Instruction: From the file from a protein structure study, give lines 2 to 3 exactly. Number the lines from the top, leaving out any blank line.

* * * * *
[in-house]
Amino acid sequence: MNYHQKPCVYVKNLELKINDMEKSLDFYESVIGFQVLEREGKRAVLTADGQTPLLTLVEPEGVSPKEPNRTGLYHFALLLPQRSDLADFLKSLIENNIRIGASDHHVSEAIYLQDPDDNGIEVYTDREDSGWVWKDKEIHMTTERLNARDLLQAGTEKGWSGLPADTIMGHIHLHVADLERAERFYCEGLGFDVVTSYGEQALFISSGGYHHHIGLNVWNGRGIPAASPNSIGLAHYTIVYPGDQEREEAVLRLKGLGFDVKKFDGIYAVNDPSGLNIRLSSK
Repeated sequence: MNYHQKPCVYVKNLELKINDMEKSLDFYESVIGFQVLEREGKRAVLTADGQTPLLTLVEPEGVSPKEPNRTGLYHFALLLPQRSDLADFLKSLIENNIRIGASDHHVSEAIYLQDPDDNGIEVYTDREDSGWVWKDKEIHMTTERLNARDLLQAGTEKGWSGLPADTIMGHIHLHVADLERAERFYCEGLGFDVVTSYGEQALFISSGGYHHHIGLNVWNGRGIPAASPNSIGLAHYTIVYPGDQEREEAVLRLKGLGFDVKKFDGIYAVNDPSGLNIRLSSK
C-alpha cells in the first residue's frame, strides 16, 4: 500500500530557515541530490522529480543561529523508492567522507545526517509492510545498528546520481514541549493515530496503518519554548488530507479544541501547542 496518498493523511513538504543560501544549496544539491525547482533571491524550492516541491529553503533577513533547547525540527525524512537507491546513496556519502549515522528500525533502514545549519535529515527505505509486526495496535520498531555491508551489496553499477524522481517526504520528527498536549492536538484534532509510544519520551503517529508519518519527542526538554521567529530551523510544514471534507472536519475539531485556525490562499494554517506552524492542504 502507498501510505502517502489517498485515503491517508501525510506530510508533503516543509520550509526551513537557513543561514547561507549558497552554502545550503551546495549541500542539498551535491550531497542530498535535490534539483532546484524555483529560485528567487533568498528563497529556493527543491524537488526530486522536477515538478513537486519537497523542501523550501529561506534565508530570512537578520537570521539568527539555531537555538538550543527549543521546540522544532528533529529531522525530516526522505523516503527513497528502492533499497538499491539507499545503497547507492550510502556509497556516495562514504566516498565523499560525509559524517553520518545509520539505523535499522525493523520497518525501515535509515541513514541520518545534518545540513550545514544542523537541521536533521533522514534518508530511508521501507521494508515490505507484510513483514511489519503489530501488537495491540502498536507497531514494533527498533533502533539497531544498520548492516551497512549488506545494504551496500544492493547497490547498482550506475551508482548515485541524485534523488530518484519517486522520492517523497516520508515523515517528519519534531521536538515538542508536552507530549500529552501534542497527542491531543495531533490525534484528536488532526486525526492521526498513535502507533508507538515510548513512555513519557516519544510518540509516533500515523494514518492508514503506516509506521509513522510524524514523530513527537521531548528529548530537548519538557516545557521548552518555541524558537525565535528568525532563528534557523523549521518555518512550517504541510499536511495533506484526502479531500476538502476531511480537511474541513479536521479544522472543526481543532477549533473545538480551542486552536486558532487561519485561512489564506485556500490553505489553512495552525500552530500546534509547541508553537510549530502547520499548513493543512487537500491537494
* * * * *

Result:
Amino acid sequence: MNYHQKPCVYVKNLELKINDMEKSLDFYESVIGFQVLEREGKRAVLTADGQTPLLTLVEPEGVSPKEPNRTGLYHFALLLPQRSDLADFLKSLIENNIRIGASDHHVSEAIYLQDPDDNGIEVYTDREDSGWVWKDKEIHMTTERLNARDLLQAGTEKGWSGLPADTIMGHIHLHVADLERAERFYCEGLGFDVVTSYGEQALFISSGGYHHHIGLNVWNGRGIPAASPNSIGLAHYTIVYPGDQEREEAVLRLKGLGFDVKKFDGIYAVNDPSGLNIRLSSK
Repeated sequence: MNYHQKPCVYVKNLELKINDMEKSLDFYESVIGFQVLEREGKRAVLTADGQTPLLTLVEPEGVSPKEPNRTGLYHFALLLPQRSDLADFLKSLIENNIRIGASDHHVSEAIYLQDPDDNGIEVYTDREDSGWVWKDKEIHMTTERLNARDLLQAGTEKGWSGLPADTIMGHIHLHVADLERAERFYCEGLGFDVVTSYGEQALFISSGGYHHHIGLNVWNGRGIPAASPNSIGLAHYTIVYPGDQEREEAVLRLKGLGFDVKKFDGIYAVNDPSGLNIRLSSK